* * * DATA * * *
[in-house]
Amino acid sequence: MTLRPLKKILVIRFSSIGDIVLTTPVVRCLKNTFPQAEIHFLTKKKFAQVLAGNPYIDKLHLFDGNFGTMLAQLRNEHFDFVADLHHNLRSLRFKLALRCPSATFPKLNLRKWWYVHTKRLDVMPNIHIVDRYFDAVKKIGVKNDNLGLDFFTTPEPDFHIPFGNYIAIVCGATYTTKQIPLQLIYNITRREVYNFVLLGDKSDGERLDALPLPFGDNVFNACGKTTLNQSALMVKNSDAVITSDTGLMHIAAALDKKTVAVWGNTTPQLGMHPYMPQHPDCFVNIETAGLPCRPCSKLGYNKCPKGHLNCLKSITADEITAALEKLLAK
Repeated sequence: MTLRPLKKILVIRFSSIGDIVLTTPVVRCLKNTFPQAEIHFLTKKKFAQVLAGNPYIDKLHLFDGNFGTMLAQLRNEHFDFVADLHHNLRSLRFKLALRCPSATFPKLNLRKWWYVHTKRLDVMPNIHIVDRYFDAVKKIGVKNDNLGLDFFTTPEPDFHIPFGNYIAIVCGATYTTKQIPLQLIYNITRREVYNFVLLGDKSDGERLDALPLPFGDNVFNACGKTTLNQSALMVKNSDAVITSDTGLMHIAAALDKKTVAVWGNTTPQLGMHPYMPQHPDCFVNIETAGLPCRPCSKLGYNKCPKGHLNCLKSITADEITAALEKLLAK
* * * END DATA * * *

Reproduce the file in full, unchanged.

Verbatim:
[in-house]
Amino acid sequence: MTLRPLKKILVIRFSSIGDIVLTTPVVRCLKNTFPQAEIHFLTKKKFAQVLAGNPYIDKLHLFDGNFGTMLAQLRNEHFDFVADLHHNLRSLRFKLALRCPSATFPKLNLRKWWYVHTKRLDVMPNIHIVDRYFDAVKKIGVKNDNLGLDFFTTPEPDFHIPFGNYIAIVCGATYTTKQIPLQLIYNITRREVYNFVLLGDKSDGERLDALPLPFGDNVFNACGKTTLNQSALMVKNSDAVITSDTGLMHIAAALDKKTVAVWGNTTPQLGMHPYMPQHPDCFVNIETAGLPCRPCSKLGYNKCPKGHLNCLKSITADEITAALEKLLAK
Repeated sequence: MTLRPLKKILVIRFSSIGDIVLTTPVVRCLKNTFPQAEIHFLTKKKFAQVLAGNPYIDKLHLFDGNFGTMLAQLRNEHFDFVADLHHNLRSLRFKLALRCPSATFPKLNLRKWWYVHTKRLDVMPNIHIVDRYFDAVKKIGVKNDNLGLDFFTTPEPDFHIPFGNYIAIVCGATYTTKQIPLQLIYNITRREVYNFVLLGDKSDGERLDALPLPFGDNVFNACGKTTLNQSALMVKNSDAVITSDTGLMHIAAALDKKTVAVWGNTTPQLGMHPYMPQHPDCFVNIETAGLPCRPCSKLGYNKCPKGHLNCLKSITADEITAALEKLLAK